This proposal presents a five-year research career development plan with a focus on the study of an immunomodulatory surface receptor Leukocyte immunoglobulin-like receptor subfamily B4 (LILRB4) and its role in acute myeloid leukemia (AML). The candidate is currently an Assistant Instructor at the University of Texas Southwestern Medical Center in the department of Pathology, division of Blood Banking and Transfusion Medicine. The outlined proposal builds on the candidate?s previous research and clinical experience in cancer immunology by integrating new domains of expertise by primary mentor, Dr. Alec Zhang: immunomodulatory surface immunoreceptor tyrosine-based inhibitory motif (ITIM) containing receptors and AML. The candidate expects to develop interdisciplinary skills from didactic activities and proposed experiments to make a successful transition to an independent physician scientist with an expertise in the immune modulation of hematologic malignancies. AML is one of the most common leukemia in adult that account for about 1.3% of new cancer cases in the US. Prognosis of AML remains poor despite therapy, partly due to the gaps in understanding the immunomodulation in AML. The candidate recently reported the role of LILRB4, a member of ITIM containing immunomodulatory receptor, in AML pathophysiology by suppressing T cell immune response and promoting migration of AML cells. In addition to the functional roles, the candidate also helped identify a hitherto unknown ligand of LILRB4 (Apolipoprotein E) and down-stream signaling pathways involving SHP-2 and uPAR/Arginase. However, preliminary data suggest that the activation and signal transduction of LILRB4 is unlikely a simple, linear event but rather involve multiple molecules. In addition to Apolipoprotein E, CD166 has been reported as a ligand of LILRB4. Also, preliminary data suggest the role of STAT3 and CCL3 in the T cell suppression and AML cell migration mediated by LILRB4. This project aims to identify the signaling molecules contributing to LILRB4 signal in AML and clarify their functional significance. As such, the aims of this proposal are 1) Study the role of interaction between apolipoprotein E and CD166 on LILRB4 activation, 2) Determine the cytoplasmic mediators of LILRB4 signaling responsible for the infiltration of leukemia cells and inhibition of T cell immunity, and 3) Identify the downstream targets of LILRB4 signaling in leukemia development. Upon successful completion, the scientific objectives of this proposal are expected to deepen our understanding of the role of LILRB4 in AML with potential implications for better understanding the signaling pathways of other ITIM containing immune modulatory receptors.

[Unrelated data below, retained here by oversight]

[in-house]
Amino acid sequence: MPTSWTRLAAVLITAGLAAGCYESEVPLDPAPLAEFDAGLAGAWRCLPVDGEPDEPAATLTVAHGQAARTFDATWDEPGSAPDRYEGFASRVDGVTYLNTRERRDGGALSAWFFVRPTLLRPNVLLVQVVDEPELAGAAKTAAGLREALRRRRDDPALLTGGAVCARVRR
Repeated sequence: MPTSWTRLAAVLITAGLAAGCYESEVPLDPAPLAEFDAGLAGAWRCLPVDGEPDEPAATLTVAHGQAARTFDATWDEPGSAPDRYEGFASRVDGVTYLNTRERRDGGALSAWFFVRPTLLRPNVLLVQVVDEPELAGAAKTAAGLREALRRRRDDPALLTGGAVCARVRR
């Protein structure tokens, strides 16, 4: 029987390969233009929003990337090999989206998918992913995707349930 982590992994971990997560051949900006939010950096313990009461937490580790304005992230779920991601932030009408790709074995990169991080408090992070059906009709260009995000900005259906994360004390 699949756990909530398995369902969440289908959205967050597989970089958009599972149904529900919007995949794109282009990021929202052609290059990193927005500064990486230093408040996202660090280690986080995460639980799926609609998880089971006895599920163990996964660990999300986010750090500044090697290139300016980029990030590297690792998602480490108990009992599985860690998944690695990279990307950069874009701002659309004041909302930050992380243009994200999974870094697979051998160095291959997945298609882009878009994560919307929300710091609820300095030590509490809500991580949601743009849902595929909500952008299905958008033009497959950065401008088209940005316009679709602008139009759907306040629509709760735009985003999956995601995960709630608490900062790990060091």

Public Health Relevance

Acute myeloid leukemia (AML) remains one of the most common adult leukemia but the prognosis remains poor, leading to significant disease burden. We have recently identified immunomodulatory surface receptor LILRB4 as an important player in AML biology and a potential novel therapeutic target but the signaling cascade of LILRB4 remains incompletely understood. The proposed research will explore the signal transduction of immune modulatory receptor LILRB4 in AML with the vision that LILRB4 signaling involves multiple signaling molecules that interact with each other to fine-tune the functional effect of LILRB4.

National Institute of Health (NIH)
National Cancer Institute (NCI)
Clinical Investigator Award (CIA) (K08)
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Subcommittee I - Transistion to Independence (NCI)
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Lim, Susan E
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University of Texas Sw Medical Center Dallas
Schools of Medicine
United States
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